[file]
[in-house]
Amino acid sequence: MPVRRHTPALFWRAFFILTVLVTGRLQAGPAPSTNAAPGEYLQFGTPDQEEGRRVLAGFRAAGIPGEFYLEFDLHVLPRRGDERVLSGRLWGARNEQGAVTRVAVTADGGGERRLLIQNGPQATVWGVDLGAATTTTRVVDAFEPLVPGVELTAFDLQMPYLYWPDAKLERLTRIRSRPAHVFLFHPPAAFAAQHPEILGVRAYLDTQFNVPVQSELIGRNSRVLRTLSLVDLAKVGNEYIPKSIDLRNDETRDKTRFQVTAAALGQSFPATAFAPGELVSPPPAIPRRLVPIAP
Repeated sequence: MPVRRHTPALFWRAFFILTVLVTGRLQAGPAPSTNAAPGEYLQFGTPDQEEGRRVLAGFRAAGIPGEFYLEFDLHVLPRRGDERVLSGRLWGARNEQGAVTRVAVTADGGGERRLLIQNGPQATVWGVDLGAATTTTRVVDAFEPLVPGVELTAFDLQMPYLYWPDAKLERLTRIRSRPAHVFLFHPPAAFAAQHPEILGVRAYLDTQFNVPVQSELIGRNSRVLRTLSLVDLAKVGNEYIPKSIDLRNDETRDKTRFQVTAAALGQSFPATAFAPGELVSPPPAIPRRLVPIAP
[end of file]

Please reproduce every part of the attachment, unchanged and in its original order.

[in-house]
Amino acid sequence: MPVRRHTPALFWRAFFILTVLVTGRLQAGPAPSTNAAPGEYLQFGTPDQEEGRRVLAGFRAAGIPGEFYLEFDLHVLPRRGDERVLSGRLWGARNEQGAVTRVAVTADGGGERRLLIQNGPQATVWGVDLGAATTTTRVVDAFEPLVPGVELTAFDLQMPYLYWPDAKLERLTRIRSRPAHVFLFHPPAAFAAQHPEILGVRAYLDTQFNVPVQSELIGRNSRVLRTLSLVDLAKVGNEYIPKSIDLRNDETRDKTRFQVTAAALGQSFPATAFAPGELVSPPPAIPRRLVPIAP
Repeated sequence: MPVRRHTPALFWRAFFILTVLVTGRLQAGPAPSTNAAPGEYLQFGTPDQEEGRRVLAGFRAAGIPGEFYLEFDLHVLPRRGDERVLSGRLWGARNEQGAVTRVAVTADGGGERRLLIQNGPQATVWGVDLGAATTTTRVVDAFEPLVPGVELTAFDLQMPYLYWPDAKLERLTRIRSRPAHVFLFHPPAAFAAQHPEILGVRAYLDTQFNVPVQSELIGRNSRVLRTLSLVDLAKVGNEYIPKSIDLRNDETRDKTRFQVTAAALGQSFPATAFAPGELVSPPPAIPRRLVPIAP